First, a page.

decided: January 13, 1958.
UNITED STATES OF AMERICA, APPELLEE,
ADA VOLKELL, DEFENDANT-APPELLANT.
Before CLARK, Chief Judge, and LUMBARD, and MOORE, Circuit Judges.
MOORE, Circuit Judge.
Appellant Volkell has been convicted of violations of the narcotics laws under four counts of an indictment charging her with the sale and possession of heroin and a conspiracy to traffic in heroin. The four counts involved are: Count 11, charging an illegal sale of heroin on November 16, 1956; Count 12, charging the appellant and Joseph Ambrosini with possession of 8 1/2 ounces of heroin on November 16, 1956; Count 13, charging possession by appellant and Ambrosini of of 8 1/2 ounces which had not been registered and on which the registration tax had not been paid; and Count 14, charging a conspiracy between the appellant, Ambrosini, Carrenza Howard, and many other co-conspirators to violate the narcotics laws.
Commencing in October 1955 and continuously thereafter Ambrosini, a co-defendant, had been selling heroin to Howard, a co-conspirator, with increasing frequency. In September 1956 a narcotics agent met Howard and told him that he would like to obtain an ounce of heroin. Howard ordered the heroin from Ambrosini which Howard later delivered to the agent. Thereafter the agent placed further orders through Howard. At the outset Ambrosini used his car as the place of delivery to Howard. Subsequently, suspicious that they were being followed, they arranged a hiding place for deliveries. Payment, which at first had been direct, was made through a tailor in a tailor shop and eventually Howard employed a man named Murphy to act for him in picking up the narcotics.
The last delivery place fixed by Ambrosini was the second or third floor window ledge in the stairwell of an apartment building at 496 East 189th Street, Bronx, N.Y. Both Howard and his pickup man, Murphy, received deliveries of heroin at this location.
During September 1956 appellant had been with Ambrosini and Howard in the former's car. On November 9, 1956 Howard was arrested and agreed to co-operate with the narcotics agents. Through him they learned that the narcotics were being left at 496 East 189th Street but they did not know that appellant lived in an apartment there. However, early in the morning of November 16, 1956, narcotics agents observed Ambrosini and appellant enter the building, walk to the fifth floor and enter apartment 25-E. The afternoon of the same day, during a telephone call from Ambrosini, Howard told him that he wished to purchase two ounces of heroin. A short time later Ambrosini informed Howard that the heroin would be on a window ledge in the stairwell at 496 East 189th Street. Receiving this information, agents proceeded to the building, searched the window ledges, but found nothing. One agent remained on the stairs above the fifth floor and observed appellant leave her fifth floor apartment, heard her walk down two flights, and saw her return and re-enter apartment 25-E. Immediately thereafter another agent discovered two glassine envolopes containing heroin on the window ledge of the third floor landing. At this point the four agents who were in or about the building divided their forces, two agents going to the roof of the building and two agents stationing themselves at the door of apartment 25-E. The agents on the roof then walked down the fire escape, entered apartment 25-E through an open window, found appellant and Ambrosini in the bedroom, and placed them under arrest. A search of the apartment ensued and disclosed in the closet of the bedroom a suitcase containing 4 1/2 ounces of heroin, mannite, milk sugar, strainers, a sieve, glassine envelopes, staples, paper bags, a scale and a revolver. There were also certain articles of apparel, including a white leather coat which appellant admitted belonged to her, in one of the pockets of which was a brown paper bag containing two ounces of heroin. When questioned by the agents appellant admitted that the apartment was occupied by her and that she paid the rent assisted by Ambrosini. Ambrosini admitted that he assisted with the rent; that appellant was his girl friend; and that he spent three to four nights a week there.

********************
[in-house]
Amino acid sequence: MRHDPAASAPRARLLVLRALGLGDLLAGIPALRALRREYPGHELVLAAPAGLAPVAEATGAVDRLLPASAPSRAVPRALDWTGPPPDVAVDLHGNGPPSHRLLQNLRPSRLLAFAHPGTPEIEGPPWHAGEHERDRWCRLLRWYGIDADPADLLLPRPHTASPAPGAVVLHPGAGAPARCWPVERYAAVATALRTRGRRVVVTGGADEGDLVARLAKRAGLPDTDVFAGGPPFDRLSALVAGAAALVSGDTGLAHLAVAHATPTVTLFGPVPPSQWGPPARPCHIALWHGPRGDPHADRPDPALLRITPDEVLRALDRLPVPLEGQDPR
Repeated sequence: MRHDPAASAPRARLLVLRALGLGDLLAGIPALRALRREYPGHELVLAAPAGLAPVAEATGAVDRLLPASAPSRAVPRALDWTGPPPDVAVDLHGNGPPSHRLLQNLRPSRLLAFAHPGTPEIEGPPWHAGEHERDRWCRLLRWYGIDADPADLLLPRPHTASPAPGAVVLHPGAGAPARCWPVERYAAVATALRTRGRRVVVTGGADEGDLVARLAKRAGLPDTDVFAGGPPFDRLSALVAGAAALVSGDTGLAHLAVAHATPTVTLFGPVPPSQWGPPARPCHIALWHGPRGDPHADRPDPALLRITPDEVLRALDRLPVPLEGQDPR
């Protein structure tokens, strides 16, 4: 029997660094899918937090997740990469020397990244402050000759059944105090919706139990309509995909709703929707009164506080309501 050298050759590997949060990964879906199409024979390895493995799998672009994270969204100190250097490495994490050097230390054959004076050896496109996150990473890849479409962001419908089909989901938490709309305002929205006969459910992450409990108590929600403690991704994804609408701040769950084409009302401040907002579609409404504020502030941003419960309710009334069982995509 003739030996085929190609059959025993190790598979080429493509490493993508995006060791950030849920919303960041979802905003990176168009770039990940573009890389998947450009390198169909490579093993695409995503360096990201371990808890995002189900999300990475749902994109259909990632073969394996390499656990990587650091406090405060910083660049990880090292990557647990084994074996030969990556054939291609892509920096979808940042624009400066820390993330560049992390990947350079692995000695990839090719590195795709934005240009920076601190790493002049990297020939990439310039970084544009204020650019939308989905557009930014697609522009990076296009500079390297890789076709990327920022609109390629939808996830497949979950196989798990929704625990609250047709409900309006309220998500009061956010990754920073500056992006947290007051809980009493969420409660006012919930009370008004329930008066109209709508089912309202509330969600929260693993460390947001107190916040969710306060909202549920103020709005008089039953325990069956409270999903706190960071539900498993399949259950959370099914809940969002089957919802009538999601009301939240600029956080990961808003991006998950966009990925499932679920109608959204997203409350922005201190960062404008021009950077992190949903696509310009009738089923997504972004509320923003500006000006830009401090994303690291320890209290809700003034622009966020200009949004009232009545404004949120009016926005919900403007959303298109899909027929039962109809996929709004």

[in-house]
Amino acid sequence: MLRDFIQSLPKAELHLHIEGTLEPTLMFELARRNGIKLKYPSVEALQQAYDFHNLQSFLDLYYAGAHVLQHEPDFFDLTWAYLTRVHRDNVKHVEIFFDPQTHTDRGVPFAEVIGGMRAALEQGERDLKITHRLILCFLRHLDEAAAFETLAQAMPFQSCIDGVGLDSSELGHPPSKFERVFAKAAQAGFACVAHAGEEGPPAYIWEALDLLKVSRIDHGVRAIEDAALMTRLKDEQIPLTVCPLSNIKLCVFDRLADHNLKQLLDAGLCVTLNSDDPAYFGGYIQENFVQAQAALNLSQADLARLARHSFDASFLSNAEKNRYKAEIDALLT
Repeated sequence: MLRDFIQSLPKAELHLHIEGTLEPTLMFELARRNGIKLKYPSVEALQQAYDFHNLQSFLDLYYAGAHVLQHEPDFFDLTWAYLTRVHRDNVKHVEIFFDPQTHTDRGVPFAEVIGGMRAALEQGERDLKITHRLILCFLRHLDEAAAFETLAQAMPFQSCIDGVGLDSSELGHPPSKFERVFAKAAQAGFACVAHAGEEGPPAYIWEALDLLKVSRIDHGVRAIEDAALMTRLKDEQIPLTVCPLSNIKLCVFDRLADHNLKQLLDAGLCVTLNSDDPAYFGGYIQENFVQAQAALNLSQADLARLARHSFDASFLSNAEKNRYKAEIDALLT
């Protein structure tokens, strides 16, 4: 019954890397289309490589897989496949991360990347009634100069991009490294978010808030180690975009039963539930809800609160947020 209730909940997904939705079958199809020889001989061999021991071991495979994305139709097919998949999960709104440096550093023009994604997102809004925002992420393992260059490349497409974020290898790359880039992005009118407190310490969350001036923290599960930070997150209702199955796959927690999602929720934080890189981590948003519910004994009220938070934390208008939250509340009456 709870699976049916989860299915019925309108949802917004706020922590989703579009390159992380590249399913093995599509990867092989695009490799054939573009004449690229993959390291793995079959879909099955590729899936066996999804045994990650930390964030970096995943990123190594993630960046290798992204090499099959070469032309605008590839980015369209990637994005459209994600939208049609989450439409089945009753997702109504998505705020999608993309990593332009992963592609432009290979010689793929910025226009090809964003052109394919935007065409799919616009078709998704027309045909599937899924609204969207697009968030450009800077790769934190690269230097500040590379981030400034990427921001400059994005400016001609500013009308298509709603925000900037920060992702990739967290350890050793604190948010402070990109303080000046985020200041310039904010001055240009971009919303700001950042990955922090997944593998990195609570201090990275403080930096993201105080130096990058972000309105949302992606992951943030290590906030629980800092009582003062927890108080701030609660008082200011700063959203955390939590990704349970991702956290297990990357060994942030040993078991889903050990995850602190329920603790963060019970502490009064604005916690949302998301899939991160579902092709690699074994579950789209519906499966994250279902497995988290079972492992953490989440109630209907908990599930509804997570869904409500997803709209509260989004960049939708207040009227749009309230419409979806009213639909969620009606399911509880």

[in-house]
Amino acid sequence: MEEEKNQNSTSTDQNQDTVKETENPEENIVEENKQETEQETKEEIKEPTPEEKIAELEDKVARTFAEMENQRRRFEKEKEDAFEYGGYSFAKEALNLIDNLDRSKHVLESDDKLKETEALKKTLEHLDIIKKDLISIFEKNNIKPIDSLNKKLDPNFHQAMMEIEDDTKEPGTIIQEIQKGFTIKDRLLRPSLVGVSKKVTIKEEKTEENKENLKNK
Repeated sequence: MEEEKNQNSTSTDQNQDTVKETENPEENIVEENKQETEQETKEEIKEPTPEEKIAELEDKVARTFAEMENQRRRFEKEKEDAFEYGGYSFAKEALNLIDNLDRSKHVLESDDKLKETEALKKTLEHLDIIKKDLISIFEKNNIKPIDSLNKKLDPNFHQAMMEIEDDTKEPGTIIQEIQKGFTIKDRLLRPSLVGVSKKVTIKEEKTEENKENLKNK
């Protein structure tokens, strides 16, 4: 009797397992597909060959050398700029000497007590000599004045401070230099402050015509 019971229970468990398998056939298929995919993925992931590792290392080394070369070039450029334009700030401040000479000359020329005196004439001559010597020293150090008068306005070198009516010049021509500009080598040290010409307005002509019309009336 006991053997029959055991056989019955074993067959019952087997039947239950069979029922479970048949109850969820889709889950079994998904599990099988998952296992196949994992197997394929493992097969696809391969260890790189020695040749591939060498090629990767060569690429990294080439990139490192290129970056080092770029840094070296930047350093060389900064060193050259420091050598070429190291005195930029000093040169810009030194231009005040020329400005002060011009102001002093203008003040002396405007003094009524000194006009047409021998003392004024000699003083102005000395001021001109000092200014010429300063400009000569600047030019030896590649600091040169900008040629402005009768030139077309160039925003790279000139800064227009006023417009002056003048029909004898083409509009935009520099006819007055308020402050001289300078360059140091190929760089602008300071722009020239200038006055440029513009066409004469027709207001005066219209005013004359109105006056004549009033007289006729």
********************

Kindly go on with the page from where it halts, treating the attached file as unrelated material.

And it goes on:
Ambrosini was found guilty on five counts, a defendant Shackelford was convicted of conspiracy and the jury disagreed as to defendant Mary Lou Russano.*fn1 The trial lasted for twelve days and at the conclusion the trial judge delivered a fair and comprehensive charge accurately covering the law as to conspiracy and the substantive counts. No error is assigned to the judge's charge.
Appellant relies entirely on appeal upon the arguments: (1) that the search of her apartment at the time of her arrest without a warrant of arrest and a search warrant was illegal and that the articles found should have been suppressed; (2) that the admission of testimony as to a gun in the suitcase was such reversible error that the trial court's instructions could not have cured it; and (3) that she was denied the right to inspect reports of the narcotics agents.
Under the 1956 amendment to the narcotics laws Congress authorized narcotics agents to make arrests without warrant "where such person [the agent] has reasonable grounds to believe that the person to be arrested has committed or is committing such violation" (26 U.S.C.A. § 7607(2)). The scope of the word "reasonable" must be construed in relation to the safeguards granted in the Fourth Amendment to the Constitution "against unreasonable searches and seizures." Obviously, what is "reasonable" must be judged against a background of the facts known to the particular agent at the time of the arrest. The arrest of Ambrosini and Volkell was made by agents Hunt and Mendelsohn in the afternoon of November 16, 1956. By this time it was well known to the agents that Ambrosini had been a source of supply of heroin for some time but up to the time that appellant left her apartment, proceeded two flights downstairs, returning immediately, she had not been observed by the agents as being connected with the possession or delivery of heroin. Nor had the agents until earlier that same day seen appellant and Ambrosini enter apartment 25-E. Ambrosini's delivery of heroin early in the morning of November 16th to co-conspirator Howard had not been at the apartment but in Ambrosini's car. However, when Ambrosini returned to apartment 25-E early in the afternoon of November 16, 1956 they had the benefit of the cumulative effect of items of proof which strongly pointed to a joint participation by Ambrosini and appellant in the possession and delivery of narcotics from apartment 25-E. Both were known to be in the apartment and unless the agents' investigations and surveillances were possibly to be frustrated they had to act at once. To have returned later with a warrant might well have found Ambrosini and heroin gone. The observed duration of his previous visit had been only about five minutes. The agents had reasonable grounds to believe that appellant and Ambrosini had committed violations of the narcotics laws before their entry into the partment. The grounds upon which the agents acted more than satisfied the requirements of section 7607(2). The search thereafter was incidental to lawful arrest.